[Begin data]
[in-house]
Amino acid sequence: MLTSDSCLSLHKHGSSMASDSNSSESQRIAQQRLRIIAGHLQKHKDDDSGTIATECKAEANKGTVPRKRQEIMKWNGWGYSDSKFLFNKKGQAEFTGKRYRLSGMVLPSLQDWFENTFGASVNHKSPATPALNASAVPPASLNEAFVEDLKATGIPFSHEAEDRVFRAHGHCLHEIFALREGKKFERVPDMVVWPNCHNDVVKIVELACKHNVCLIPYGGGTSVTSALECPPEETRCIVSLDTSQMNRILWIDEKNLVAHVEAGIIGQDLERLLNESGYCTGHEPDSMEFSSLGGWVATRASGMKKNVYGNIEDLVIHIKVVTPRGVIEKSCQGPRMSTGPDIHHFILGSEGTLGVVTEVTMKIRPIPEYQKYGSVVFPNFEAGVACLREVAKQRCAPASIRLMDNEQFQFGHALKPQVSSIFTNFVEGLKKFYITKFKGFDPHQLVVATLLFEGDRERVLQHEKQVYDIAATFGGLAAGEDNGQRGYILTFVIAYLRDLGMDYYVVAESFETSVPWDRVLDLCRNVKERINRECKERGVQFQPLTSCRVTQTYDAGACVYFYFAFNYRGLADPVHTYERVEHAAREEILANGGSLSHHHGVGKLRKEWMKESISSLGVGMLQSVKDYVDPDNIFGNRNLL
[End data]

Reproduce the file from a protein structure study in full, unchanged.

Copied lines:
[in-house]
Amino acid sequence: MLTSDSCLSLHKHGSSMASDSNSSESQRIAQQRLRIIAGHLQKHKDDDSGTIATECKAEANKGTVPRKRQEIMKWNGWGYSDSKFLFNKKGQAEFTGKRYRLSGMVLPSLQDWFENTFGASVNHKSPATPALNASAVPPASLNEAFVEDLKATGIPFSHEAEDRVFRAHGHCLHEIFALREGKKFERVPDMVVWPNCHNDVVKIVELACKHNVCLIPYGGGTSVTSALECPPEETRCIVSLDTSQMNRILWIDEKNLVAHVEAGIIGQDLERLLNESGYCTGHEPDSMEFSSLGGWVATRASGMKKNVYGNIEDLVIHIKVVTPRGVIEKSCQGPRMSTGPDIHHFILGSEGTLGVVTEVTMKIRPIPEYQKYGSVVFPNFEAGVACLREVAKQRCAPASIRLMDNEQFQFGHALKPQVSSIFTNFVEGLKKFYITKFKGFDPHQLVVATLLFEGDRERVLQHEKQVYDIAATFGGLAAGEDNGQRGYILTFVIAYLRDLGMDYYVVAESFETSVPWDRVLDLCRNVKERINRECKERGVQFQPLTSCRVTQTYDAGACVYFYFAFNYRGLADPVHTYERVEHAAREEILANGGSLSHHHGVGKLRKEWMKESISSLGVGMLQSVKDYVDPDNIFGNRNLL